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This weekly brief highlights the latest threat intelligence news to provide insight into the latest threats to various industries.
“Insurer Tryg (TRYG.CO) expects 90 percent of its corporate customers to buy cyber crime insurance within five years as the threat from hackers and viruses to crucial data and IT systems grows.
Tryg, Denmark’s biggest insurer, has sold 5,000 cyber crime insurance policies since the turn of the year when it launched a new product providing assistance in restoring data and getting systems up and running if a firm is hit by a cyber attack.
“There are no corporate clients today that don’t have insurance on their buildings or cars, but I think that within a very few years it will be just as evident that you should insure against cyber crime,” chief executive Morten Hubbe told Reuters on Wednesday.”
“In 2015, Russian agents stole highly classified NSA materials from a contractor, according to a new report in The Wall Street Journal. It’s a major breach of internal security, made possible after the contractor transferred the materials to his home computer in violation of known security procedures.
Even more alarming is how the foreign agents became aware of that violation. According to the report, the hackers seem to have identified the files — which contained “details of how the U.S. penetrates foreign computer networks and defends against cyberattacks” — after an antivirus scan by Kaspersky antivirus software, which somehow alerted hackers to the sensitive files.
It’s an embarrassing breach for the NSA, which has struggled with contractor security since the Snowden leaks. NSA contractor Harold Martin was charged with taking home classified documents in 2016, although the Journal makes it clear that the Martin case is unrelated to the latest news. This summer, the Justice Department charged NSA contractor Reality Winner with leaking classified documents concerning Russian election interference.”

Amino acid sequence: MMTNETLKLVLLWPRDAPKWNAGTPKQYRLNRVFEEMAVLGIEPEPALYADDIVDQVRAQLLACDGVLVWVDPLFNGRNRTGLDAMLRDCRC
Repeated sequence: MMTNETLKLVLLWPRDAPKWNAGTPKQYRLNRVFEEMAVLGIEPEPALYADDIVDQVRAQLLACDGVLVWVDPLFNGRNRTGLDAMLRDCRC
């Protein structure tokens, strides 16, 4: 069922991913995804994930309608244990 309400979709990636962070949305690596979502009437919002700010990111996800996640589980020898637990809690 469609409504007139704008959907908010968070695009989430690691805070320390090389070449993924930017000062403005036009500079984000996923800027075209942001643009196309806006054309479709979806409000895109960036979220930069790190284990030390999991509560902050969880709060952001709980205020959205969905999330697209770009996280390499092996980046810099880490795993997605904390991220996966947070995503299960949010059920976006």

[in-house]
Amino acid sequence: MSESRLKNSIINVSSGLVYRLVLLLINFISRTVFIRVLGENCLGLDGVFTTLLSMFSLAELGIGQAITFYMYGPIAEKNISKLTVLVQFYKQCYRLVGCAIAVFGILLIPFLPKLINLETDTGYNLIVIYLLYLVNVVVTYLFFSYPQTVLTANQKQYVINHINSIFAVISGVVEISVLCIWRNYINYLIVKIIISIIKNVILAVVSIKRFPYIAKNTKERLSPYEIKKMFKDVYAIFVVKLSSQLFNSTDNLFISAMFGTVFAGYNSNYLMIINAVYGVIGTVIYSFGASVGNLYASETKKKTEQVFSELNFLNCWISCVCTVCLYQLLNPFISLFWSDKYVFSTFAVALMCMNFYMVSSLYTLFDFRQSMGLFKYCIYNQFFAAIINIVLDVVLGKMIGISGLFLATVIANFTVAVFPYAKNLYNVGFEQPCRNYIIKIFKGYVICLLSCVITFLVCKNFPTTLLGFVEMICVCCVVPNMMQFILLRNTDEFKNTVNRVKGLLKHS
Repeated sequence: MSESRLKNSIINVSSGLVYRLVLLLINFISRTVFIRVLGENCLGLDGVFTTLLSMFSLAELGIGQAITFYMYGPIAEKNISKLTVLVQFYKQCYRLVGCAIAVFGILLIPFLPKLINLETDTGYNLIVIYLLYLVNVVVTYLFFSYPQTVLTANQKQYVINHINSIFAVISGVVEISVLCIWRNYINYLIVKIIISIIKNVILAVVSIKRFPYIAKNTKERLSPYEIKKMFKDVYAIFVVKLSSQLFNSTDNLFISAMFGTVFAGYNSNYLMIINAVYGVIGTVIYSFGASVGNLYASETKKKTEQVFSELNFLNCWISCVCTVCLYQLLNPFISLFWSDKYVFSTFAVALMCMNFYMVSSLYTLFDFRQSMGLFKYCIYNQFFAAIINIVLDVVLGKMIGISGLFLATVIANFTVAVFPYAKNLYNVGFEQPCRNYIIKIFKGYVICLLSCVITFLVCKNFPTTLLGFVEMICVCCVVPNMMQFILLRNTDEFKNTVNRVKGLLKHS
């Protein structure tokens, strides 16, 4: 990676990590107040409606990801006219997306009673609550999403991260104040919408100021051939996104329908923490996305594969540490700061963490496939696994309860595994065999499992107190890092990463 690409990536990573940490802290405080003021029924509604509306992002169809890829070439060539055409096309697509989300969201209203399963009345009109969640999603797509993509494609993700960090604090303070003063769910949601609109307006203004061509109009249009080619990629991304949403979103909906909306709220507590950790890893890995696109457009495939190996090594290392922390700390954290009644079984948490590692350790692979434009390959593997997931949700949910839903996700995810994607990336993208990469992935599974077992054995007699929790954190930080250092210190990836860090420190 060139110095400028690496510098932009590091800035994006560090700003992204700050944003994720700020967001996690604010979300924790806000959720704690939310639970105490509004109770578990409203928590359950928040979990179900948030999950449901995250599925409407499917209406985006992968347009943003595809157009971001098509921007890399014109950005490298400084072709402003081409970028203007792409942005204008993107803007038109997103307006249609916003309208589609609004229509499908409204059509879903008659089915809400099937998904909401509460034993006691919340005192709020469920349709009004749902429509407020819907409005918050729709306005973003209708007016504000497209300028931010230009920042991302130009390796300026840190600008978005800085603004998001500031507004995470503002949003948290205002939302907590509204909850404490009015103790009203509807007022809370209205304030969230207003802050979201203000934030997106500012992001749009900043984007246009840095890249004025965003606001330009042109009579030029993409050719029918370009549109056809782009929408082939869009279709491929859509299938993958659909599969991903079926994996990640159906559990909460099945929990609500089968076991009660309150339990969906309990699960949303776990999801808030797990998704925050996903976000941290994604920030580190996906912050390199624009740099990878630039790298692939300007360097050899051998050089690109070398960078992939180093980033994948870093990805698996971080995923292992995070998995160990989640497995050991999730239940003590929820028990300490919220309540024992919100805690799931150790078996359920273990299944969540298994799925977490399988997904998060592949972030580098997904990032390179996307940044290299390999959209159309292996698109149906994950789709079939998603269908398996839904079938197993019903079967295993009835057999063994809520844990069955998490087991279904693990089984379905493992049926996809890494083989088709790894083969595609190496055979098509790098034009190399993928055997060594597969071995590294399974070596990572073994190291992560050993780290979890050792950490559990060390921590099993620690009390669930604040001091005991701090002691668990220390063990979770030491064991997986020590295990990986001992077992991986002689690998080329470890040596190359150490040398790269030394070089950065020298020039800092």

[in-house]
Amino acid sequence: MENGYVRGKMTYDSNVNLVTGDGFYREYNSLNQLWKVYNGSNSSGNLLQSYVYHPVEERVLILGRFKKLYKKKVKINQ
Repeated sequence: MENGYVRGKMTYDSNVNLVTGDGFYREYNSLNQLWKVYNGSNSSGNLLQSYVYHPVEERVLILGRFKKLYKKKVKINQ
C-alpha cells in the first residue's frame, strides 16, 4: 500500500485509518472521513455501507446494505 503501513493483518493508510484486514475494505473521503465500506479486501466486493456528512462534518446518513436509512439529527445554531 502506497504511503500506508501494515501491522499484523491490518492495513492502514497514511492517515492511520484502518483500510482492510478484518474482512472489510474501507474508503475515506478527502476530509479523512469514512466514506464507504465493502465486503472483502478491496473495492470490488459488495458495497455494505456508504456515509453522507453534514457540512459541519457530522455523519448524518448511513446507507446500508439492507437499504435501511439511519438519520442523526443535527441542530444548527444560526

“Every user who had a Yahoo account in August 2013 was likely affected by its massive hack, the company’s parent, Verizon, said Tuesday.
This latest disclosure triples the number of accounts compromised by the major 2013 data breach that the company disclosed late last year. At the time, Yahoo said hackers had stolen data associated with 1 billion user accounts; the new disclosure escalates that number to 3 billion.
Despite news of the hack’s much-broader scope, the company says the steps needed to protect all of its users were already taken last year, when the hack was first discovered.”
“Russian government-backed hackers stole highly classified U.S. cyber secrets in 2015 from the National Security Agency after a contractor put information on his home computer, two newspapers reported on Thursday.
As reported first by The Wall Street Journal, citing unidentified sources, the theft included information on penetrating foreign computer networks and protecting against cyber attacks and is likely to be viewed as one of the most significant security breaches to date.
In a later story, The Washington Post said the employee had worked at the NSA’s Tailored Access Operations unit for elite hackers before he was fired in 2015.”